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capacitor bank questions. Answered

hello all, this'd be the first post i've ever made, and may be in the wrong place.......

edit- i guess it was in the wrong place, since no one replied.... so i'll try here....

i'm tryin to make a cap bank from 30+ flash cameras (possible? possible outputs? how do i calculate that?)  and i have some question/problems.

is it possible to take a bank like the above and use as a spot welder?   if so, how would i trigger the spark without the trigger becoming the spark gap? 

another possible use i have for it is a rail gun...... theoretically, if counter evidence isn't provided by all of you much more tech inclined ibblers

a second concern is that the caps come in at least three different micro farad ratings. would one explode if it's rating is lower than the higher ones?  (the ratings are between 80ish to 150 ish (don't remember))

i rather need the weilder for a possible steampunk project that i just bought a bunch of metal junk for....(knowing me though, i'll never get around to doing it....)


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10 years ago

You don't really provide enough information. Capacitors are rated in units of "farads" (or more usually, microfarads, nanofarads, or picofarads), which tells you how much total charge they can store.

If you have multiple capacitors, you can connect them in series, or in parallel (like resistors). The rules for addition are:

  • In series: 1/Ctot = 1/C1 + 1/C2 + 1/C3 + ...
  • In parallel: Ctot = C1 + C2 + C3 + ...

Notice that the different Ci do not have to be equal. Just do the arithmetic to get the total. If you want to maximize the capacitance, you should wire them in parallel (proving that is your homework problem).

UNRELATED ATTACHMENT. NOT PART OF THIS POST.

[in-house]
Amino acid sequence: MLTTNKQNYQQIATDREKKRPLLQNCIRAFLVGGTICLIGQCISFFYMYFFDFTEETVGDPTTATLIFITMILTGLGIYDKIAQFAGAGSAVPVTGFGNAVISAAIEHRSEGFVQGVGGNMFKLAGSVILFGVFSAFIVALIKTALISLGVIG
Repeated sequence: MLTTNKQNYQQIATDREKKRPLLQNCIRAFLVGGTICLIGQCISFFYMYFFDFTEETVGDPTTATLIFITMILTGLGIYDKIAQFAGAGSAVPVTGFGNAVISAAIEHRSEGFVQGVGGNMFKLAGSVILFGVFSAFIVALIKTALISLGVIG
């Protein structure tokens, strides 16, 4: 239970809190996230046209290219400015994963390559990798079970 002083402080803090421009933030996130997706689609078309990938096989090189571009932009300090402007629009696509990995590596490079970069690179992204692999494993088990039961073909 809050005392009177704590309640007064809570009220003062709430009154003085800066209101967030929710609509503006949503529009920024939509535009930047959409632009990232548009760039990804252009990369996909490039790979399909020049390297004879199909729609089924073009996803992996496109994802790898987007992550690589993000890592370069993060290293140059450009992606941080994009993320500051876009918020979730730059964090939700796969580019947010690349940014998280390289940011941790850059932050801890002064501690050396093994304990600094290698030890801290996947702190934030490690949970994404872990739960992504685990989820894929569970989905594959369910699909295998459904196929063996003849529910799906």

For a spot welder, you want as much current as you can get. Current is just charge/time. The charge you get stored in a capacitor bank is Q = CV, where V is the voltage you used when you charged it up. Time in this kind of simple circuit is t = RC (technically, that is the "time constant" for the circuit, the time for the capacitor to discharge to 1/e = 37% of its full charge).

So if you know the resistance, and you know the total capacitance, you can work out just how much current you're going to get: I = Q/RC = CV/RC = V/R. Hey, that looks just like Ohm's law. How convenient :-)

Capacitors usually have a voltage rating, which is just the maximum voltage you can use when charging, equivalent to the total charge they can store before they break down. For a spot welder, as I said, you want to maximize current, which means maximizing the charging voltage. I don't know what camera flash units are rated for in voltage.

Reply 10 years ago

wow. you really know what your talking about. but. i thought a farad was a measure of current? ============================================

every flash camera capacitor i've worked with is always at 330 volts, and all of them are powered by one measly AA battery. i've still taken chunks out of drill bits with the smallest of them, so i'll be useing causion.....

from what you said, i'm reading ' it doesn't matter if you hook up a 160uf with an 80uf' right?

the micro farads all seem to either be 80, 100 120, or 160, with most being 120 or 80. also, i have quite a few that don't follow the same labeling conventions, perhaps you could help? in pic, from left. 80uf 160uf 120uf unknown, labeled 918
(the strange burnt look on the right was mearly and effect created when i removed my hideous bare gut from the pic. belive me, you don't want to see that.)

what information was it that i was missing, so i can fill in?

any ideas on the trigger mechanism?


10 years ago

wow, you're a popular guy, you know that? everyone's lining up to ignore you....
(ignore me, i'm just entertaining myself pending a reply(.....i didn't mean ignore the thread! come on now! lol))